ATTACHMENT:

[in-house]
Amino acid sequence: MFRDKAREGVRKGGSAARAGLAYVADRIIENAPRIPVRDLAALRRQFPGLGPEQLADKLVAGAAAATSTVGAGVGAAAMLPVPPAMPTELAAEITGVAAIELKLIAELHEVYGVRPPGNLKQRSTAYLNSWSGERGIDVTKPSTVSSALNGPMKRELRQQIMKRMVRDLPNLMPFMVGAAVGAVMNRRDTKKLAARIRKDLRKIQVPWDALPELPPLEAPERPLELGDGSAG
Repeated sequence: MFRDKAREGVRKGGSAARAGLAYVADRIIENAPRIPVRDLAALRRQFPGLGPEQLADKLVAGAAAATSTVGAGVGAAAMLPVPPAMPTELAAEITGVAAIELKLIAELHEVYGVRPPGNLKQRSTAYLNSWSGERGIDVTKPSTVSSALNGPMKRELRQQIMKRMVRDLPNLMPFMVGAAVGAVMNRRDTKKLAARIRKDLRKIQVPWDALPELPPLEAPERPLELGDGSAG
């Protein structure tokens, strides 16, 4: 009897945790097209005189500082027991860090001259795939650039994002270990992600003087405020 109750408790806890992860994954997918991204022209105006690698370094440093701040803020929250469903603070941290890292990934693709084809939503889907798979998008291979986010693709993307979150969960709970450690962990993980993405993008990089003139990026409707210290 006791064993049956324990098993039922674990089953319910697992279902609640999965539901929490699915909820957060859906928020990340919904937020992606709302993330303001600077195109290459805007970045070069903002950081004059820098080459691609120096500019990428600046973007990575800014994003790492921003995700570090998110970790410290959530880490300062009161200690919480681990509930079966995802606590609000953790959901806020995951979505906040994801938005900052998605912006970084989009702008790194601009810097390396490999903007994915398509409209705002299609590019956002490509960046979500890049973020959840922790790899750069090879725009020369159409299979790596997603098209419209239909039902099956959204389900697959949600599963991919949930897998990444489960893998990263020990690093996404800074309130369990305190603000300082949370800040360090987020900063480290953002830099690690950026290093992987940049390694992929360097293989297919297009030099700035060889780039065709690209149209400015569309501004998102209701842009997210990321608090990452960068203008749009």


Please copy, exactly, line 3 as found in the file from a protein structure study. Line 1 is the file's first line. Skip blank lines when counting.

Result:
Repeated sequence: MFRDKAREGVRKGGSAARAGLAYVADRIIENAPRIPVRDLAALRRQFPGLGPEQLADKLVAGAAAATSTVGAGVGAAAMLPVPPAMPTELAAEITGVAAIELKLIAELHEVYGVRPPGNLKQRSTAYLNSWSGERGIDVTKPSTVSSALNGPMKRELRQQIMKRMVRDLPNLMPFMVGAAVGAVMNRRDTKKLAARIRKDLRKIQVPWDALPELPPLEAPERPLELGDGSAG